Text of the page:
In primary BAD, bile acids enter the colon, enhancing mucosal permeability, inducing water and electrolyte secretion, and accelerating colonic transit. The condition is diagnosed via 23-seleno-25-homotaurocholic acid (SeHCAT) scanning, although this may be unavailable in some countries.130 A serum 7α-hydroxy-4-cholesten-3-one is a reasonable alternative. The current BSG guideline for the investigation of chronic diarrhoea does not recommend a therapeutic trial of a bile acid sequestrant as a diagnostic test for BAD,131 because a lack of response does not exclude the condition.132 Symptoms of BAD can mimic IBS-D, with between one-in-three and one-in-four patients with suspected IBS-D having an abnormal SeHCAT retention,133 134 and response rates to a bile acid sequestrant are higher at retentions of <10% or <5%.135 Predictors of primary BAD are lacking, other than higher body mass index,133 but if nocturnal or severe diarrhoea is present the diagnosis should be considered. BAD should also be suspected in patients with symptoms suggestive of IBS-D with prior cholecystectomy.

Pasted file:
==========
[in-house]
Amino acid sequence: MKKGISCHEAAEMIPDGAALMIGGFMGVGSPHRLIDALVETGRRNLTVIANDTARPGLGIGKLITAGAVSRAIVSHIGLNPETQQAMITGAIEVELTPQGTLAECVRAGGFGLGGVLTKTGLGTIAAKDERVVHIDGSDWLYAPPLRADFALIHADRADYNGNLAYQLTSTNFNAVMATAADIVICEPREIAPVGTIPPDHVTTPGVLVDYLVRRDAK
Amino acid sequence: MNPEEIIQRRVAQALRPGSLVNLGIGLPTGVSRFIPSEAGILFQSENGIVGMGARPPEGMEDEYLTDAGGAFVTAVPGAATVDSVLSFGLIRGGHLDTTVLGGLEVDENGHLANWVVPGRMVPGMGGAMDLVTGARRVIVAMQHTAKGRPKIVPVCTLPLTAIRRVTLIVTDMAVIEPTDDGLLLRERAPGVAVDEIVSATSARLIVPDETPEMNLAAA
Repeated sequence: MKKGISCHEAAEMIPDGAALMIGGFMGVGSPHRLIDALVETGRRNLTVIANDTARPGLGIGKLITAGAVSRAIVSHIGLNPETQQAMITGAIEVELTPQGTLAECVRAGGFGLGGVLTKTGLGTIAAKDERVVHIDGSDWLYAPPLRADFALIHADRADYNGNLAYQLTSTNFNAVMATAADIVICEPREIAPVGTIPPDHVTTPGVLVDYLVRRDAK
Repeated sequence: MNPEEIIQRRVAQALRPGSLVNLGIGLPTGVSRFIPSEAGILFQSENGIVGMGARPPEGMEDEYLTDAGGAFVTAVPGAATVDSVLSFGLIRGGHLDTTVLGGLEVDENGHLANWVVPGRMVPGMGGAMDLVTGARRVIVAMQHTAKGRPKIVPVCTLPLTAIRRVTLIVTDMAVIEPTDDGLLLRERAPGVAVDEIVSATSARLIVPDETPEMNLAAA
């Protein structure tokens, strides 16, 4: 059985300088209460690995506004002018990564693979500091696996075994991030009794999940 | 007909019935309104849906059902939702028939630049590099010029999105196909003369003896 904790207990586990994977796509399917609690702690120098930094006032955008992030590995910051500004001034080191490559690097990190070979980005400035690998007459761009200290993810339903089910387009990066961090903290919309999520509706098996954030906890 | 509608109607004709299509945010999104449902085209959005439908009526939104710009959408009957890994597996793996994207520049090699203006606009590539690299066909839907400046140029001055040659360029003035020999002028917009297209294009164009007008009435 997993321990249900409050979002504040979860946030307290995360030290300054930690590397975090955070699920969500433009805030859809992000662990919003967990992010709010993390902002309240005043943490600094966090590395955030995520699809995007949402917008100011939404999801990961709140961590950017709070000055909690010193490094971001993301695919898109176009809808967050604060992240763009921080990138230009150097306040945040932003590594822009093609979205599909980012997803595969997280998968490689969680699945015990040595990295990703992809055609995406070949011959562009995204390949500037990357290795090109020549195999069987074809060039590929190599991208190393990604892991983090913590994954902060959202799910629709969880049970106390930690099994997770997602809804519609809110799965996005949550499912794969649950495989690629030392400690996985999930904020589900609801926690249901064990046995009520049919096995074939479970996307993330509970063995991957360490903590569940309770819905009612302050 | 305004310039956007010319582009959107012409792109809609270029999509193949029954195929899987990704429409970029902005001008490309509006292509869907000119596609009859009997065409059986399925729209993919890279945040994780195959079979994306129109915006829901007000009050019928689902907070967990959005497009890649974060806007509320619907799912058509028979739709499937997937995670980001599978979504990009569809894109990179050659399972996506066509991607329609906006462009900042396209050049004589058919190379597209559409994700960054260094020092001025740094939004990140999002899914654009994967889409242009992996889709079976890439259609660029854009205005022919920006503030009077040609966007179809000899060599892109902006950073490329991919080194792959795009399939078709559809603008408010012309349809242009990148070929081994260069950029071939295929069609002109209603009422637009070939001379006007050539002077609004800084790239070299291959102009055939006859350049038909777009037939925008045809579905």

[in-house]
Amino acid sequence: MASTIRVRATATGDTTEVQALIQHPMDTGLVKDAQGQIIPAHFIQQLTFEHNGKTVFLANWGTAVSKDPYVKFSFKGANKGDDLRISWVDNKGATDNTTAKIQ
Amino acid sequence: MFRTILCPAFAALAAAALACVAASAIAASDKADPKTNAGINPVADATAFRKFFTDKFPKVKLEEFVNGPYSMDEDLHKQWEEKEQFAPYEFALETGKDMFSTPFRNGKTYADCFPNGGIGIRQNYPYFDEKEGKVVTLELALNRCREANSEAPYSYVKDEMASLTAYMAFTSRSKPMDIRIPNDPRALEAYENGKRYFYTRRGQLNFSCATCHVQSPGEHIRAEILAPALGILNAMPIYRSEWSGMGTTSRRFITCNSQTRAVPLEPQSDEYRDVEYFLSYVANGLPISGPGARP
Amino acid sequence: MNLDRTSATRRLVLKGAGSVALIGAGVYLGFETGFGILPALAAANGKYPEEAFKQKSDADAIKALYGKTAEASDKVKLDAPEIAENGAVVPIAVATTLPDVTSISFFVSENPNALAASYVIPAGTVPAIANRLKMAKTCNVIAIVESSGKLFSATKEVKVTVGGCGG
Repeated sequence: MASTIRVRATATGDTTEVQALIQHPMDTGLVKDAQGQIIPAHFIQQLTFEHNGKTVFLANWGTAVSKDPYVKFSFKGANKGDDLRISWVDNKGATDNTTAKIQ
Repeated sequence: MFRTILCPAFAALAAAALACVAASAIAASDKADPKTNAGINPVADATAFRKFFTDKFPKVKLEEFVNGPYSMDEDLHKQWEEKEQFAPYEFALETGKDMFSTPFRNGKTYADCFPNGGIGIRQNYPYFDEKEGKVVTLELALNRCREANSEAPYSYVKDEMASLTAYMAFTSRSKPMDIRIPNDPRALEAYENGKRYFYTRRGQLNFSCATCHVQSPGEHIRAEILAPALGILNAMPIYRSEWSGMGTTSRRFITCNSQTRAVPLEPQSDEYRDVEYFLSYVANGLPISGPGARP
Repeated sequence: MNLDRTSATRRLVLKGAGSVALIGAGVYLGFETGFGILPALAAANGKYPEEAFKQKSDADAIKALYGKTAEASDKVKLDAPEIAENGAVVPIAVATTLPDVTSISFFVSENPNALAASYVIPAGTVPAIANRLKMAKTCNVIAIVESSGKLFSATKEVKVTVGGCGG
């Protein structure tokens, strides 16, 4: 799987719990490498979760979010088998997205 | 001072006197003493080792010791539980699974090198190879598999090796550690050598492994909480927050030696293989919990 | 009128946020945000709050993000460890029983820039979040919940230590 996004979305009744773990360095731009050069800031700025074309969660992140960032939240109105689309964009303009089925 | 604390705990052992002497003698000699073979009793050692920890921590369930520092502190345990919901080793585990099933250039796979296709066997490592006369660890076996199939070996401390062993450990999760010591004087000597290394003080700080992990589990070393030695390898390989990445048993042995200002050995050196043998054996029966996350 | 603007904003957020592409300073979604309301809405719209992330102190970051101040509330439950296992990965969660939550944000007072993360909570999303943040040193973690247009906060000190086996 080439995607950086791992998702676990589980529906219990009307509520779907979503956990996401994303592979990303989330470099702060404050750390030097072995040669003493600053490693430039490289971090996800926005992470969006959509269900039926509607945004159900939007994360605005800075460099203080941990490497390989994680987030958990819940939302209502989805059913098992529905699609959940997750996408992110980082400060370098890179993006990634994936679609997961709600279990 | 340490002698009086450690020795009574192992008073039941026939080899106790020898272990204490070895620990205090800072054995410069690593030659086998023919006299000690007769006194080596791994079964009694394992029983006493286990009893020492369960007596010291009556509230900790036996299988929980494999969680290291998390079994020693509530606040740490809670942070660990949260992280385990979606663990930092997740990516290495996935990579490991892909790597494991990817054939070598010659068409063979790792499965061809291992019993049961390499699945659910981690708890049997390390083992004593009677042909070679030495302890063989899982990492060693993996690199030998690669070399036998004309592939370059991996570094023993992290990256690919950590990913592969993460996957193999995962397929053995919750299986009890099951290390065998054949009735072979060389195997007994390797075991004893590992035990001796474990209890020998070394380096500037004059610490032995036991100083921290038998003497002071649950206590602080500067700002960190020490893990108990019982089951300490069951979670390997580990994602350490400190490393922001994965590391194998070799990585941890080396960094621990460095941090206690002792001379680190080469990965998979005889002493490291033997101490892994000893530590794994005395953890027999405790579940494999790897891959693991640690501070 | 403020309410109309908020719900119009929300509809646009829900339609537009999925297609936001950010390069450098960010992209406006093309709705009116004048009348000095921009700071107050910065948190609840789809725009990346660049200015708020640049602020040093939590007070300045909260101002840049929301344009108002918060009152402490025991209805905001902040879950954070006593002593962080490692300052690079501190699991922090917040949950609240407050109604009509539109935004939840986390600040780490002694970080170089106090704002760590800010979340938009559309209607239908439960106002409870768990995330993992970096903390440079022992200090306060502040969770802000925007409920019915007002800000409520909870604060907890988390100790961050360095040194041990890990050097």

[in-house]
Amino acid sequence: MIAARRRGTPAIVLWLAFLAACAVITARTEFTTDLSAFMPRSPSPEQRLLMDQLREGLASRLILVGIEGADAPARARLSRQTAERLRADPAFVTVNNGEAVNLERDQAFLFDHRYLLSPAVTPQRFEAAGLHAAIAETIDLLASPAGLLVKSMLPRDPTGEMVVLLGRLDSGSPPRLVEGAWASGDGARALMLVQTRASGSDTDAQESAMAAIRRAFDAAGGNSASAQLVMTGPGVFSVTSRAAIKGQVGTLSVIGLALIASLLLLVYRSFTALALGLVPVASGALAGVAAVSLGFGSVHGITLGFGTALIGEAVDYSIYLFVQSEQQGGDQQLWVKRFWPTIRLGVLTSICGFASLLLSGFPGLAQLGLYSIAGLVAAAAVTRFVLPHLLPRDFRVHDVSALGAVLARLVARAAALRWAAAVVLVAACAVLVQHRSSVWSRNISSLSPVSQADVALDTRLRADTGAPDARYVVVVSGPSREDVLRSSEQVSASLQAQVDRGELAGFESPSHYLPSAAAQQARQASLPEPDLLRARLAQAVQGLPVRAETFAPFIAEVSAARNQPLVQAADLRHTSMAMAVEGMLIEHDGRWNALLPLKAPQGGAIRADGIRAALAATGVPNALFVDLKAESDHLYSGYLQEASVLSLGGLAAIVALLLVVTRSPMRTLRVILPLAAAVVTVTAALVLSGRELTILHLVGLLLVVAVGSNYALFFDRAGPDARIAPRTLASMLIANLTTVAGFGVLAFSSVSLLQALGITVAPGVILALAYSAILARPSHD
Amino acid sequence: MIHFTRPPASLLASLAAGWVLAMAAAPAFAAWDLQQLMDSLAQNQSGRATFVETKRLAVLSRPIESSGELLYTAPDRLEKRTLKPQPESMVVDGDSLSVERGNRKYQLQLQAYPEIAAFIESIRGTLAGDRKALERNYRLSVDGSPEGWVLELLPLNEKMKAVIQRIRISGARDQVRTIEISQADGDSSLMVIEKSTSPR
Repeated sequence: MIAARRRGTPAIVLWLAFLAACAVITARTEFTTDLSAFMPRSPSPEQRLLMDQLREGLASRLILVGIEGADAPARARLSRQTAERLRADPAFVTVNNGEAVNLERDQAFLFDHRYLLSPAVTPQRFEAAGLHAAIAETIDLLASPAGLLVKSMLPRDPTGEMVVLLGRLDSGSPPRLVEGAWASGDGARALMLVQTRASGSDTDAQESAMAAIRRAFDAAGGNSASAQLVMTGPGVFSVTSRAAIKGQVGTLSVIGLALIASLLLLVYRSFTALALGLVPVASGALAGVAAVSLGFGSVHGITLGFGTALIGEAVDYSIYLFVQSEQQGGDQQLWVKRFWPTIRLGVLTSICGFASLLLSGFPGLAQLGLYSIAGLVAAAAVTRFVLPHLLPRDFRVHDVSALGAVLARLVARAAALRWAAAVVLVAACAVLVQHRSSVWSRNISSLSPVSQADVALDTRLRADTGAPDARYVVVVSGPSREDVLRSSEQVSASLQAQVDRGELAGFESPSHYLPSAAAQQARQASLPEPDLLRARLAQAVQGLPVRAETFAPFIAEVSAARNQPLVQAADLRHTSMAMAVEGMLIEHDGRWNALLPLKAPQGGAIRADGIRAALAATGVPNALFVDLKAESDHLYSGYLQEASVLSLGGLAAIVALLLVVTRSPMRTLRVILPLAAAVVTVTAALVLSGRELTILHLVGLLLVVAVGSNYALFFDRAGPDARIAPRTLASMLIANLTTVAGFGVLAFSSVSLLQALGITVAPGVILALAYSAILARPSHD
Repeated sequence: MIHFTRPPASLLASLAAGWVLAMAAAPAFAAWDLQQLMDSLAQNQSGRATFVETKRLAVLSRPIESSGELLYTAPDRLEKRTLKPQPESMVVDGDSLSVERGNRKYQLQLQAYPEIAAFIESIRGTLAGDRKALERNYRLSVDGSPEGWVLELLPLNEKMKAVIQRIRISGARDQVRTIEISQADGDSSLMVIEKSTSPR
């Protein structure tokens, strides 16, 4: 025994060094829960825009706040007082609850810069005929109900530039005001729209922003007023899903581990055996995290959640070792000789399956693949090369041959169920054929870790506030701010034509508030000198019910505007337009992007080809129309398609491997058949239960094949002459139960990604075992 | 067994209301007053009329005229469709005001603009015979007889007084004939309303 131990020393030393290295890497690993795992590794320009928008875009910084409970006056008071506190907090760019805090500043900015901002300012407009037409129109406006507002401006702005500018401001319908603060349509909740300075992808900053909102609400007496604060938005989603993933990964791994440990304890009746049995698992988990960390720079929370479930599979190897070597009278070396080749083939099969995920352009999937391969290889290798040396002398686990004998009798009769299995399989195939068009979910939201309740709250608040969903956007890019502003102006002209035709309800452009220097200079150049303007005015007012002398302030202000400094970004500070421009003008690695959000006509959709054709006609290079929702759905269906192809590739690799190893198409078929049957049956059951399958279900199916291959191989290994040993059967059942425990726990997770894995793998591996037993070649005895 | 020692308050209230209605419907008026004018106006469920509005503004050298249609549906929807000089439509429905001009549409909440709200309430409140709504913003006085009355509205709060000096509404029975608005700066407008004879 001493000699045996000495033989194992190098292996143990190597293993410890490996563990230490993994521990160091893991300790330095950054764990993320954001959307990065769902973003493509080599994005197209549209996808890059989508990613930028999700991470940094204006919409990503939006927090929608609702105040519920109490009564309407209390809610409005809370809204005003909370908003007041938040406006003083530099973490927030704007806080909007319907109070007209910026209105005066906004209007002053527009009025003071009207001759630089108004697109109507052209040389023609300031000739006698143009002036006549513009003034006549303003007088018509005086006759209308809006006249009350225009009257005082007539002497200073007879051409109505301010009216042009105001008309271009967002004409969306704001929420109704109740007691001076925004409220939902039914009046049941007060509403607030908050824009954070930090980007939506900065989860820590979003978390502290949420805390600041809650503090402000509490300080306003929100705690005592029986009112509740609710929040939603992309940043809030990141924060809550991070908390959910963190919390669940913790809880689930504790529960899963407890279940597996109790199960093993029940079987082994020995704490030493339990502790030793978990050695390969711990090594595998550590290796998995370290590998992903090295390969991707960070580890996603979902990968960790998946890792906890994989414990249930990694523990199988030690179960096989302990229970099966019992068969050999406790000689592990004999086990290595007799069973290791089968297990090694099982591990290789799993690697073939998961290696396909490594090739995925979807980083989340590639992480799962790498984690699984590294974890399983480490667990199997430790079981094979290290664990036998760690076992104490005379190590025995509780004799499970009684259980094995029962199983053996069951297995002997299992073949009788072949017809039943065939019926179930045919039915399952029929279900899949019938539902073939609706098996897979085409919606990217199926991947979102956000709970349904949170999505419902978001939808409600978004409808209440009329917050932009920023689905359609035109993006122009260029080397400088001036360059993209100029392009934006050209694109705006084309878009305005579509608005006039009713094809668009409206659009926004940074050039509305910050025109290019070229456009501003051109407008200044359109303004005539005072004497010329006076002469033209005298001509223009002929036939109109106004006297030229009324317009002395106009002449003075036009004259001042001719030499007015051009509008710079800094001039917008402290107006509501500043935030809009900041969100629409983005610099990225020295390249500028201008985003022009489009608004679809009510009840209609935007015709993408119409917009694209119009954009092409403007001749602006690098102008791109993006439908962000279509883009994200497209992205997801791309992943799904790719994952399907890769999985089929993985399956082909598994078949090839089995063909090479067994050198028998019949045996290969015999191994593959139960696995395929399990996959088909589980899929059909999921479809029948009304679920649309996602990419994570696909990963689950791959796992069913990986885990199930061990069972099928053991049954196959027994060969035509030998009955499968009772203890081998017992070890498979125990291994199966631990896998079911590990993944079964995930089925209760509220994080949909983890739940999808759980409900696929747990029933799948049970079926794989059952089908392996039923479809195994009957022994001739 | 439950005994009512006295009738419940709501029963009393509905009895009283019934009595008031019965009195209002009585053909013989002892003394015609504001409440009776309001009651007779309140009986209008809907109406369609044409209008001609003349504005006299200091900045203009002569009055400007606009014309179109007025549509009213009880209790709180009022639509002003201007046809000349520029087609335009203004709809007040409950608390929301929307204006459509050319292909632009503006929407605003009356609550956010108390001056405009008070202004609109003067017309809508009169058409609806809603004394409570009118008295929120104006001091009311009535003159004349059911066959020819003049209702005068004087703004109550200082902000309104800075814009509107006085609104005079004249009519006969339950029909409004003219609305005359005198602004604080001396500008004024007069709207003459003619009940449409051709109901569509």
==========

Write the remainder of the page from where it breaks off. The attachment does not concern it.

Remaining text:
Symptoms suggestive of a defaecatory disorder include straining at stool, a sensation of incomplete, or blocked, evacuation and use of digital manoeuvres to facilitate defaecation. However, these symptoms are common in patients with IBS-C, as well as in those with functional constipation, and whether they arise due to different pathophysiological mechanisms in the two disorders is unclear.136 137 In the presence of these symptoms, or of faecal incontinence, physiological testing could be considered, where available, to facilitate selection of patients most likely to benefit from targeted pelvic floor biofeedback therapy to improve anorectal function.138 Particular caution should be given to considering surgical correction of anorectal anatomic alterations in patients with typical symptoms of IBS-C, as no prospective studies have demonstrated surgery improves symptoms.139 Likewise, abdominal pain is considered a relative contraindication to surgical correction of refractory slow transit constipation.139